If you’re meeting deadlines and expectations and your client is still micro-managing you, it’s time to let them go.
What to do
This conversation may be more uncomfortable than the other scenarios. Your client is likely going to be unaware or in denial of their micro-managing ways. Start the conversation by asking them questions – if they’re happy with your work, if there’s anything you’ve done to make them lack trust in you or your work. They’ll then realize that they’re micro-managing then they’ll either offer to adjust their approach or explain that it’s “just how they work.”
If their response is the latter, explain how that’s not what you agreed upon or signed up for and suggest that they find someone who’s more available or a better fit. Frame it in a way that will benefit the client with something along the lines of, “I think it’d be best if we found someone who can work on your schedule” when having the conversation.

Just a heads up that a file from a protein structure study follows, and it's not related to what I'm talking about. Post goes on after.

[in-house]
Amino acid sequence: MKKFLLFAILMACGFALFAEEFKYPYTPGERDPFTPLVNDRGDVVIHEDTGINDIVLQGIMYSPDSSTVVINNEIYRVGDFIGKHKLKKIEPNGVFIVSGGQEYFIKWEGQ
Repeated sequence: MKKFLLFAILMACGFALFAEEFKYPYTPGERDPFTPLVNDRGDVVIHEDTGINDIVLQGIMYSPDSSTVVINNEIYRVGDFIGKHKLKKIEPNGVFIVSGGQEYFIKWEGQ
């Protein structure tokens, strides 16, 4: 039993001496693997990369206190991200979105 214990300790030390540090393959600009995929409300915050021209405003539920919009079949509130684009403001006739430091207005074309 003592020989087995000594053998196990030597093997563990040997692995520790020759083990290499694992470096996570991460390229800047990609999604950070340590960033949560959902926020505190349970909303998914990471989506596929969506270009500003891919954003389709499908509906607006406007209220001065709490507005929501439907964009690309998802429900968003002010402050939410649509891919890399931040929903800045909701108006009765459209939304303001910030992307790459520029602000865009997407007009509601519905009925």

Alternatively, you can find a scapegoat. You can say you’re taking your business in a different direction and need to phase the project out. But it’s always better to be direct and honest when trying to preserve a relationship.
Scenario five: Your client doesn’t respect you
Sometimes a lag or lack of communication is because your client is simply very busy. However, you’re still owed respect. If they’re continiously cancelling or rescheduling meetings last minute, talking down to you, ignoring your emails or lack basic manners, you need to say something.
What to do
The first step is to approach the subject. Explain that you also have a calendar of meetings and that every cancellation costs you time and money. If it continues, start charging for cancelled meetings and time wasted (make sure it’s in your contract that they will be charged if they don’t provide appropriate notice – usually 24 hours).
If the issue lies in their tone or how they speak to you, be assertive. When they say something condescending, point it out politely and explain you’d like to not be spoken to that way. If either action continues, tell them that the relationship is not working and that you’ll be ending it. Remember, you’re hiring your clients just as much as they’re hiring you. You reserve the right to work with people who respect you.